You may think stress is all in your head, but the biggest indicator of how you’re feeling is how you’re feeling. Whether you realize it or not, your body activates involuntary physiological changes when faced with a challenge. “When you’re under stress, a part of your brain picks up threatening signals, creating a fear response. It engages the sympathetic nervous system and its effects including increasing your heart rate, blood pressure, and sweat,” says Gregory L. Fricchione, MD, Director of the Benson-Henry Institute for Mind Body Medicine at Massachusetts General Hospital. “There are a myriad number of physical and emotional signs of stress. It’s a reflection of how important our stress response systems are—they’ll engage many if not all of our organ systems.”
These indicators from Dr. Fricchione, all of which stem from an overstimulation of your nervous system, may help you better realize when you’re overwhelmed. “The important thing is to know yourself,” he says. Understanding where your baseline is with these indicators will help you understand what your body is trying to tell you. If you’re feeling any of these indicators, try one of Dr. Fricchione’s solutions at the end.
Sign: Tension Headaches
For most people, when the brain engages the sympathetic nervous system under stress, it’s displayed as a tension headache, Dr. Fricchione says. Unlike migraines or unilateral, behind-the-eyes, cluster, and other types of headaches, a tension headache feels like a tight band around the back of your head.
Sign: Jaw Clenching
If you’re waking up feeling tired and with jaw, neck, and shoulder pain, you may be grinding your teeth and/or clenching your jaw. This could lead to temporomandibular joint (TMJ) dysfunction, which results in tension flowing into your neck and shoulders. That tight neck may not just be from sitting at your desk all day.
Sign: Respiratory Changes
“A classic sign is the ‘sighing response’. It often happens as a reaction when someone is sick in the family or if someone dies, but can be caused by general stress,” Dr. Fricchione says. You may not notice if your breathing pattern changes this way, but it’s certainly something those around you will pick up on. Sighing is not necessarily harmful to your body, it’s more an indicator of stress.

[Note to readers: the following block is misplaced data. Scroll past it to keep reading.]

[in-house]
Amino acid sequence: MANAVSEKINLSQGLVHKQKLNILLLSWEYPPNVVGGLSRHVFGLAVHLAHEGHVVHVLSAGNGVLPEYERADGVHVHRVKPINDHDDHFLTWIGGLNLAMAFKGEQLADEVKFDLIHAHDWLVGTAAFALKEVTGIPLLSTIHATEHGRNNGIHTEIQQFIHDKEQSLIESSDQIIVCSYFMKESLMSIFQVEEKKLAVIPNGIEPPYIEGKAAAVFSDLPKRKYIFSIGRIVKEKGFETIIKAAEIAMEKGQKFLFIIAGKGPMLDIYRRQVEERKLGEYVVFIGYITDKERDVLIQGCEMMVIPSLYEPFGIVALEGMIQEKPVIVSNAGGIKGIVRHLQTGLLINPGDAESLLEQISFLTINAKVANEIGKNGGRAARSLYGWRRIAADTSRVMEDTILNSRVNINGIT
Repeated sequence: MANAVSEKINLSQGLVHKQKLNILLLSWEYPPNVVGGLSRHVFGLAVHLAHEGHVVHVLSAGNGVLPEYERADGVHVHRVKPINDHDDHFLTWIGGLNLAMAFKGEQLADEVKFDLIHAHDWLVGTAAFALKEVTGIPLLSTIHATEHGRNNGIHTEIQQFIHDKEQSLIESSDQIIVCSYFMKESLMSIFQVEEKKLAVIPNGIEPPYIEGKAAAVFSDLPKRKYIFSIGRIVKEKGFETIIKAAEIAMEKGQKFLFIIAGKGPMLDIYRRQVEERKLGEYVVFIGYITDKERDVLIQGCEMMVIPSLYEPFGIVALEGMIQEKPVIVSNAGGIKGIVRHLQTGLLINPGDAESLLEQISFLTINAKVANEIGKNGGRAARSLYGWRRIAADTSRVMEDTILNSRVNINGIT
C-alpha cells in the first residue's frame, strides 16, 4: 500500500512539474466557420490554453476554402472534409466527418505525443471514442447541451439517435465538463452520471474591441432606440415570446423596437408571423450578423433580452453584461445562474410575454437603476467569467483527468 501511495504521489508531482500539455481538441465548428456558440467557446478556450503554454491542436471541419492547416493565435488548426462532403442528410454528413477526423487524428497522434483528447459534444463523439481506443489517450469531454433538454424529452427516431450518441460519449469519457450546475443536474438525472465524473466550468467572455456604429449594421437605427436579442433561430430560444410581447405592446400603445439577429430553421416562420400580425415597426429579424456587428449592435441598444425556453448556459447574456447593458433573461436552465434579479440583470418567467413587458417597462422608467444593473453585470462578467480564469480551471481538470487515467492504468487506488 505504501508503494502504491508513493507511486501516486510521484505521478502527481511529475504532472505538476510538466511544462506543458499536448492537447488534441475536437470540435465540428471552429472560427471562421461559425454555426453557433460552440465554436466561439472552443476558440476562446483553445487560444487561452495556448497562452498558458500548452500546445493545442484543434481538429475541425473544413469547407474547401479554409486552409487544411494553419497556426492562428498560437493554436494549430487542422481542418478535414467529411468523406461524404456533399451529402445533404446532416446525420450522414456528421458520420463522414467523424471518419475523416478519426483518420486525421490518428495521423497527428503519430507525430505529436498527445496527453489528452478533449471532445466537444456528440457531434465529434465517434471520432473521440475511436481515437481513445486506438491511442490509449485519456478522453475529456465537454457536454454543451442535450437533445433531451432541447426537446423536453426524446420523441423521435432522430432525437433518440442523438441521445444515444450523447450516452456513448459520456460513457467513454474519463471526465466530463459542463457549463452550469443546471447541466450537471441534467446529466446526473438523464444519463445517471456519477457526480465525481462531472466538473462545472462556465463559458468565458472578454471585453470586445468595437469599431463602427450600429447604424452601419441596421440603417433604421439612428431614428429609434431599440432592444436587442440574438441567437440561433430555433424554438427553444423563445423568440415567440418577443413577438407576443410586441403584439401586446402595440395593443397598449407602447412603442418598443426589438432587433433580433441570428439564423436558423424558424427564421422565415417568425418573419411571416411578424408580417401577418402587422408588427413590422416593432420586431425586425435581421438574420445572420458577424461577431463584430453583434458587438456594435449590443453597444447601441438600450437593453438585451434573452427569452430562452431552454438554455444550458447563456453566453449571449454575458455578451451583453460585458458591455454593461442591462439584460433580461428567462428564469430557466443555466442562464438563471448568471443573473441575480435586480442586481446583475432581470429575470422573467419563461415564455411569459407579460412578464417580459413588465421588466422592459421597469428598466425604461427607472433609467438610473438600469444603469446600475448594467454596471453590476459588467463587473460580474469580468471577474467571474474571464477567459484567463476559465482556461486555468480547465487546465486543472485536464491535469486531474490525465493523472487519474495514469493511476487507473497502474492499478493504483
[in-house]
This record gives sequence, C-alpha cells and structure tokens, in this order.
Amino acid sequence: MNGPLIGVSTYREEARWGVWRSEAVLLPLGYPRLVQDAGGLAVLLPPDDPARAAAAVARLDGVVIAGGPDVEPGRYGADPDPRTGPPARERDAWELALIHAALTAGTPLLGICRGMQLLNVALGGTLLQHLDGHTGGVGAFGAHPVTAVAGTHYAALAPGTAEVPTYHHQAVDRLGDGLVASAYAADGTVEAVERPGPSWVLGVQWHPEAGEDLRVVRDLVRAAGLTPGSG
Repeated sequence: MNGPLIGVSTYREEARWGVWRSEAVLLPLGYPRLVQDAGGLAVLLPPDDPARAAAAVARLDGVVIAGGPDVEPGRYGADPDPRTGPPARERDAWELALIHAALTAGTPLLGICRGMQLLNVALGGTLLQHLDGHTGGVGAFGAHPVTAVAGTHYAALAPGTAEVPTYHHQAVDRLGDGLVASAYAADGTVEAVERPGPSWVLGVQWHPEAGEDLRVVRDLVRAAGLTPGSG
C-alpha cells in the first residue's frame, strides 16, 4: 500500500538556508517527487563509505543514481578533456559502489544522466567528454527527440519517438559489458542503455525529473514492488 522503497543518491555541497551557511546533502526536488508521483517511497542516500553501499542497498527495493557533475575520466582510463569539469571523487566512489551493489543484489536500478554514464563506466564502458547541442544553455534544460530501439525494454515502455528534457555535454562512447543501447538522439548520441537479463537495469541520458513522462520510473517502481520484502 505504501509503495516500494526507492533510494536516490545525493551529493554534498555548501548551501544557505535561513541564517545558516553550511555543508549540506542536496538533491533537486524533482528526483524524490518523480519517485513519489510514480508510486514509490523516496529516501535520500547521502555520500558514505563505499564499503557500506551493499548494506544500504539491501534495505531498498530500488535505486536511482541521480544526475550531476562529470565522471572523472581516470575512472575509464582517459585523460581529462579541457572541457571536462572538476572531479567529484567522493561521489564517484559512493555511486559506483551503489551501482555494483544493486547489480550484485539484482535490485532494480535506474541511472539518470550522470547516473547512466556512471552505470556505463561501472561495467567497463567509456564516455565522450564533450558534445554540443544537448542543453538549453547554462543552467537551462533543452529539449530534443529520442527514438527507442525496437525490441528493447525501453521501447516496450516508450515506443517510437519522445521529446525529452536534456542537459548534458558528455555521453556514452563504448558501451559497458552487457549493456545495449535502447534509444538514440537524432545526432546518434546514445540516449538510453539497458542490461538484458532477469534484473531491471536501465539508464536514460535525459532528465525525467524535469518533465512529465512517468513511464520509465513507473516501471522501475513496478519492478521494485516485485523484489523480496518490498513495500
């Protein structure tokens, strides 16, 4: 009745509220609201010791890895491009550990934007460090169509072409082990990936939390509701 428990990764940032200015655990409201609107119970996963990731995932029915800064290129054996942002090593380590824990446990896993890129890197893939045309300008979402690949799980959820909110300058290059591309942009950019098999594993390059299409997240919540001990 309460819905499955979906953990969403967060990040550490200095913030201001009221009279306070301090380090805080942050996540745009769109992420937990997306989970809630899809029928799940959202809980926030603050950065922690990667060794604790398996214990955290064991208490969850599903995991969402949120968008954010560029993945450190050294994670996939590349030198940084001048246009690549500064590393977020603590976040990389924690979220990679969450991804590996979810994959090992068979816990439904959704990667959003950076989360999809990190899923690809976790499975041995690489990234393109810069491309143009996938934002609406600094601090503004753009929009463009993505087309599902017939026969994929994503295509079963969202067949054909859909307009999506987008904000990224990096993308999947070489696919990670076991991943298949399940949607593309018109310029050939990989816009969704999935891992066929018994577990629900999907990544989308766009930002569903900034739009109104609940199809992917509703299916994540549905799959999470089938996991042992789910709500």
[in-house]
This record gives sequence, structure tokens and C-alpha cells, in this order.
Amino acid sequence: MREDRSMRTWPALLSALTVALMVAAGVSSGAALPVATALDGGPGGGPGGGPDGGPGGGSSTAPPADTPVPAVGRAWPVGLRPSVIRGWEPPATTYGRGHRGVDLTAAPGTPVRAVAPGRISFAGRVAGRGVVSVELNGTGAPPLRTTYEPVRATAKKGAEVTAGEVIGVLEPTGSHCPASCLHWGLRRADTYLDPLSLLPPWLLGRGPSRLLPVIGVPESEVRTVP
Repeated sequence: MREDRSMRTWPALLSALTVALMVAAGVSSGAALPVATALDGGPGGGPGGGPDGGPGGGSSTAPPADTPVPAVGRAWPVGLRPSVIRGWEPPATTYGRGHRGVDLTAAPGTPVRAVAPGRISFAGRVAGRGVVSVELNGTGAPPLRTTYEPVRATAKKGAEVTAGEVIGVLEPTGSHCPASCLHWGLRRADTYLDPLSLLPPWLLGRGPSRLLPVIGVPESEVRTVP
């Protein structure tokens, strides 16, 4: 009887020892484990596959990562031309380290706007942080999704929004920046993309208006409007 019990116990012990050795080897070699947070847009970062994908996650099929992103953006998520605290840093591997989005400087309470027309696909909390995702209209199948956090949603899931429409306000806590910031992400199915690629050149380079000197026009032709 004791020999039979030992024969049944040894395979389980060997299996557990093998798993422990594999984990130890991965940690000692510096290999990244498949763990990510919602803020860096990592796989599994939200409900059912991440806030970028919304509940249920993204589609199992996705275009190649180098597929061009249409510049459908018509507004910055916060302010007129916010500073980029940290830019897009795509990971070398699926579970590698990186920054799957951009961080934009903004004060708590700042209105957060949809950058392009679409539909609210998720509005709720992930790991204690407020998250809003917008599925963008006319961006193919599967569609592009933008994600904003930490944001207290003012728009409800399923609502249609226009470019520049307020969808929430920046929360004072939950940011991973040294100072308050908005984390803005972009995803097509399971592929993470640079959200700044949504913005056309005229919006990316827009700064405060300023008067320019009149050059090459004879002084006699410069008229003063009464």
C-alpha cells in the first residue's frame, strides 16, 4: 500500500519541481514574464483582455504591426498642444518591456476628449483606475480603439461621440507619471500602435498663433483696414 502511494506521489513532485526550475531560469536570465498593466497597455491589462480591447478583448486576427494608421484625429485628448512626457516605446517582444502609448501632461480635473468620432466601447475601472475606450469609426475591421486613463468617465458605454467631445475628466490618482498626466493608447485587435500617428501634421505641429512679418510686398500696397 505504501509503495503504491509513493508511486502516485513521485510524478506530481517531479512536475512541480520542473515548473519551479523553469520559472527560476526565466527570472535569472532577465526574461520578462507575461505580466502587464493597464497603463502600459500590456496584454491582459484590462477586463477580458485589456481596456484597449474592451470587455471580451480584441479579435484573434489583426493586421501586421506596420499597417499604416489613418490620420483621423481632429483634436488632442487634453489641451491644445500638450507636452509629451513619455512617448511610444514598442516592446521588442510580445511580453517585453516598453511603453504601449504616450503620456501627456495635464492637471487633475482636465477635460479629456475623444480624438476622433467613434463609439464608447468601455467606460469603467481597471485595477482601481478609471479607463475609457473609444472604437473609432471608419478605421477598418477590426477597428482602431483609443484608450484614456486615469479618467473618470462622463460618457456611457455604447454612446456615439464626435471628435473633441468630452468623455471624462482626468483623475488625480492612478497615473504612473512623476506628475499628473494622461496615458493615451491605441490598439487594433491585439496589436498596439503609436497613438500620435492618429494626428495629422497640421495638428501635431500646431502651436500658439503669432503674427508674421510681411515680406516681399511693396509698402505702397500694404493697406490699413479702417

Another respiratory change that’s more noticeable is hyperventilation, when your breathing becomes shallow and rapid, potentially leading to dizziness. When you hyperventilate, you’re quickly blowing off carbon dioxide, but sighing is the opposite—you’re actually increasing the flow of oxygen and reducing the outflow of carbon dioxide, Dr. Fricchione says.
Sign: Gastrointestinal Distress
When it comes to your gut, “you’re in stress land,” Dr. Fricchione says. “Over 50% of people who go to gastrointestinal doctors have dysfunctional bowel disorders related to stress.” There’s a direct connection from your brain to your enteric nervous system, which lines your GI tract. “Your gut becomes an outflow track for mental and emotional stress.” Symptoms are variable and include abdominal pain, diarrhea, constipation, and frequent bowel movements. Whether or not you have a history of GI issues, such as irritable bowel syndrome (IBS), it’s important to notice when your GI acts up to prevent your discomfort from becoming debilitating.
Another sign related to your gut is a change in appetite, which could mean eating a lot or losing your appetite.
Sign: Bladder Changes
“Some people, when they get nervous or stressed out, have a more frequent need to urinate,” Dr. Fricchione says.
Sign: Stuttering or Stammering
One neurological reaction to stress is a change in your speech patterns. If you start stuttering, stammering, using place holder words like “um” and “ah”, and feeling flustered when you speak, your nervous system is overwhelmed.
Solution: Pay Attention
“It pays to learn your particular triggers and pay attention to what your body is trying to tell you,” Dr. Fricchione says. There are many ways to mitigate the effects of stress on your life and create a relaxation response. He suggests daily breathing exercises, good sleep hygiene, exercise, and positive psychology. With the latter, think about the things you are grateful for and blessed with, rather than focusing on what’s always going wrong. “Negative thinking is one of the things, in addition to outside stress, that generates internal stress,” he says. Learning to think more positively will help you take a less-stressful point of view. If your physical symptoms become a bigger problem, visit your primary care doctor to make sure there isn’t something else going on in your body.
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